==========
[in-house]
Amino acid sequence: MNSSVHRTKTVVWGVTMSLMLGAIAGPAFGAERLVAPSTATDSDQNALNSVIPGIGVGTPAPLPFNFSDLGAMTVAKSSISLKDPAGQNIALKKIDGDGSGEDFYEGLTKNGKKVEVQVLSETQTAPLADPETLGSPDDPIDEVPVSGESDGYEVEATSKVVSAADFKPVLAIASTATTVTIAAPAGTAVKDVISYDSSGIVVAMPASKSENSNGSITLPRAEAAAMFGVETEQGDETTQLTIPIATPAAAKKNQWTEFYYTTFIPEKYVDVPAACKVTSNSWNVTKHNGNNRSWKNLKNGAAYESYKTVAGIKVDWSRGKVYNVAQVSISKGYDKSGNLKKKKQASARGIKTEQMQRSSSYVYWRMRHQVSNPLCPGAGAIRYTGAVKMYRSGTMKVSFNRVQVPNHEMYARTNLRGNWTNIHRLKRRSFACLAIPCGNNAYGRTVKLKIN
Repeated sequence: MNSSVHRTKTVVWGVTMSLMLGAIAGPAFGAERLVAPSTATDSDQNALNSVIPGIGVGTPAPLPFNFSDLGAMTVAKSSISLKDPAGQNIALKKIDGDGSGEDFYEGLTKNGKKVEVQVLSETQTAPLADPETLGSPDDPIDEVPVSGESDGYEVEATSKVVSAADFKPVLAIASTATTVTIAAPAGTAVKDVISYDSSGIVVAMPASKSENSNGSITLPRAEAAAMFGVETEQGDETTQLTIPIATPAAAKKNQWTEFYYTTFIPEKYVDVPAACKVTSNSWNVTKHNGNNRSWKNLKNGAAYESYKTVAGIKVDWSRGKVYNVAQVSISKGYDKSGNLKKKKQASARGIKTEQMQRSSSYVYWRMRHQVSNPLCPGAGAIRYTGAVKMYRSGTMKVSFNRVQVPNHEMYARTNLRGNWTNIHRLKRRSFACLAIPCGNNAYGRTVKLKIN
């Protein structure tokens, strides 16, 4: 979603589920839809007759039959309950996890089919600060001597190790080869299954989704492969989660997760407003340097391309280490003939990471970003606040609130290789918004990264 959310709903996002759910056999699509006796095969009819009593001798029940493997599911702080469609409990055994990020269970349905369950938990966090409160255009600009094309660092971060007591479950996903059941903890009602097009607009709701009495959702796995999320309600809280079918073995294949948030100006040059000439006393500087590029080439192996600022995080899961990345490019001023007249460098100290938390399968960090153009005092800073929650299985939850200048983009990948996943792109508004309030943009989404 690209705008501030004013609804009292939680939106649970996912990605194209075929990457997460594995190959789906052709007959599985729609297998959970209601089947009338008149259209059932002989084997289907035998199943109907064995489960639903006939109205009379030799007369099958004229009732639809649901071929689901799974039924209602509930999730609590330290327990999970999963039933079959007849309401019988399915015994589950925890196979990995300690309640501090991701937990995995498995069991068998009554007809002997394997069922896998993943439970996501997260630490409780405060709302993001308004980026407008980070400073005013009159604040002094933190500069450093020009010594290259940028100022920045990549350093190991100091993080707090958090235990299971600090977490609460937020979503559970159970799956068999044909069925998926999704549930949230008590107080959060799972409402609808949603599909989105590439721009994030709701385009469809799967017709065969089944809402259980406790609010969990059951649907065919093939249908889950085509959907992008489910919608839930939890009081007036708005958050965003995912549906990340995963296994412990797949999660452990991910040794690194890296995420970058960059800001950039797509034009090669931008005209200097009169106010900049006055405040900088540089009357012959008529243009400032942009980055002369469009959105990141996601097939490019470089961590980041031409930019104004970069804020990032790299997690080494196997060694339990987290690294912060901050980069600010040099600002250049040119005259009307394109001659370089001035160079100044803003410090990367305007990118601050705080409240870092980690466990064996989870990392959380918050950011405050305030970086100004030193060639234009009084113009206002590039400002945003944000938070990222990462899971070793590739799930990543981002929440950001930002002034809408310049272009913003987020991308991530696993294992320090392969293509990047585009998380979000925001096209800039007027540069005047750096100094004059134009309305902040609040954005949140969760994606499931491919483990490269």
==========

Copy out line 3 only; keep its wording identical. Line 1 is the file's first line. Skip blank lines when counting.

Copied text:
Repeated sequence: MNSSVHRTKTVVWGVTMSLMLGAIAGPAFGAERLVAPSTATDSDQNALNSVIPGIGVGTPAPLPFNFSDLGAMTVAKSSISLKDPAGQNIALKKIDGDGSGEDFYEGLTKNGKKVEVQVLSETQTAPLADPETLGSPDDPIDEVPVSGESDGYEVEATSKVVSAADFKPVLAIASTATTVTIAAPAGTAVKDVISYDSSGIVVAMPASKSENSNGSITLPRAEAAAMFGVETEQGDETTQLTIPIATPAAAKKNQWTEFYYTTFIPEKYVDVPAACKVTSNSWNVTKHNGNNRSWKNLKNGAAYESYKTVAGIKVDWSRGKVYNVAQVSISKGYDKSGNLKKKKQASARGIKTEQMQRSSSYVYWRMRHQVSNPLCPGAGAIRYTGAVKMYRSGTMKVSFNRVQVPNHEMYARTNLRGNWTNIHRLKRRSFACLAIPCGNNAYGRTVKLKIN